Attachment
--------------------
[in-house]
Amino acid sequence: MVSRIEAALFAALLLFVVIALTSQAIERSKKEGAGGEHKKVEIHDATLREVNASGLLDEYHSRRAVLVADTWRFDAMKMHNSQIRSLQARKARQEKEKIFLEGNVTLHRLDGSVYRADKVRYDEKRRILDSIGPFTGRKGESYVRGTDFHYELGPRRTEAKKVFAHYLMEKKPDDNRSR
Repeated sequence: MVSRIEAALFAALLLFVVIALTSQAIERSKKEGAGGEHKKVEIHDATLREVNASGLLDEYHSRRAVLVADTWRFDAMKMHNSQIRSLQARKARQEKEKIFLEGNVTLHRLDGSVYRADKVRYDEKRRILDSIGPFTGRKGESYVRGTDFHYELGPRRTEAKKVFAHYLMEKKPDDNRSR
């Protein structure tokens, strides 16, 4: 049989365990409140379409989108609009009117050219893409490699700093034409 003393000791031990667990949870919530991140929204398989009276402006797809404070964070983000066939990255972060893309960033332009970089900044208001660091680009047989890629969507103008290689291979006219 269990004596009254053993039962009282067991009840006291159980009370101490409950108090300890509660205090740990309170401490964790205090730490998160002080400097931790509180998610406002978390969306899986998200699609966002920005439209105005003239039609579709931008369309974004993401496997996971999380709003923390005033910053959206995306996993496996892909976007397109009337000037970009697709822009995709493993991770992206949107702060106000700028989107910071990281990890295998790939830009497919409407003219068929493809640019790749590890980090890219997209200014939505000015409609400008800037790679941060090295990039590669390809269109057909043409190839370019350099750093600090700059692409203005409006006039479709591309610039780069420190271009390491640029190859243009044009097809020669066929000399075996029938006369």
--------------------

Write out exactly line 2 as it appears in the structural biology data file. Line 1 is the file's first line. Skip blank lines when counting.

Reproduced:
Amino acid sequence: MVSRIEAALFAALLLFVVIALTSQAIERSKKEGAGGEHKKVEIHDATLREVNASGLLDEYHSRRAVLVADTWRFDAMKMHNSQIRSLQARKARQEKEKIFLEGNVTLHRLDGSVYRADKVRYDEKRRILDSIGPFTGRKGESYVRGTDFHYELGPRRTEAKKVFAHYLMEKKPDDNRSR